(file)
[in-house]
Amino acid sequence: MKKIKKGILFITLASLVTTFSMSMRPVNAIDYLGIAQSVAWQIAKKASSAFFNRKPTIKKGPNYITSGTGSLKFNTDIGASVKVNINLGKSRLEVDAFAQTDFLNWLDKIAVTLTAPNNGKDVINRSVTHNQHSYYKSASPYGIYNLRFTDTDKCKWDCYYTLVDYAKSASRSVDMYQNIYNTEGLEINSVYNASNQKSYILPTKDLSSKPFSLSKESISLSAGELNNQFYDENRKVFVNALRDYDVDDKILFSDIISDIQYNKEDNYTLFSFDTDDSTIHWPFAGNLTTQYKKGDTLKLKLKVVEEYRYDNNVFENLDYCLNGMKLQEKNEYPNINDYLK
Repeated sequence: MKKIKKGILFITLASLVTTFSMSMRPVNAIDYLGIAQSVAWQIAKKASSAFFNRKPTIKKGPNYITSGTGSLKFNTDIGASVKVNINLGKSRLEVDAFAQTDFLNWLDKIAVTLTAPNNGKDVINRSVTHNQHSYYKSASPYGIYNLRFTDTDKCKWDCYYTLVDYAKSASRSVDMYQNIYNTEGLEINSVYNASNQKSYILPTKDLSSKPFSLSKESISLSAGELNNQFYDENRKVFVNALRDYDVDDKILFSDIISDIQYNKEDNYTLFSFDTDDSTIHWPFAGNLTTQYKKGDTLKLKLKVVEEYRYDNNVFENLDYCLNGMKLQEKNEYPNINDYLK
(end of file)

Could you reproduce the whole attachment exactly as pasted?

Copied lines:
[in-house]
Amino acid sequence: MKKIKKGILFITLASLVTTFSMSMRPVNAIDYLGIAQSVAWQIAKKASSAFFNRKPTIKKGPNYITSGTGSLKFNTDIGASVKVNINLGKSRLEVDAFAQTDFLNWLDKIAVTLTAPNNGKDVINRSVTHNQHSYYKSASPYGIYNLRFTDTDKCKWDCYYTLVDYAKSASRSVDMYQNIYNTEGLEINSVYNASNQKSYILPTKDLSSKPFSLSKESISLSAGELNNQFYDENRKVFVNALRDYDVDDKILFSDIISDIQYNKEDNYTLFSFDTDDSTIHWPFAGNLTTQYKKGDTLKLKLKVVEEYRYDNNVFENLDYCLNGMKLQEKNEYPNINDYLK
Repeated sequence: MKKIKKGILFITLASLVTTFSMSMRPVNAIDYLGIAQSVAWQIAKKASSAFFNRKPTIKKGPNYITSGTGSLKFNTDIGASVKVNINLGKSRLEVDAFAQTDFLNWLDKIAVTLTAPNNGKDVINRSVTHNQHSYYKSASPYGIYNLRFTDTDKCKWDCYYTLVDYAKSASRSVDMYQNIYNTEGLEINSVYNASNQKSYILPTKDLSSKPFSLSKESISLSAGELNNQFYDENRKVFVNALRDYDVDDKILFSDIISDIQYNKEDNYTLFSFDTDDSTIHWPFAGNLTTQYKKGDTLKLKLKVVEEYRYDNNVFENLDYCLNGMKLQEKNEYPNINDYLK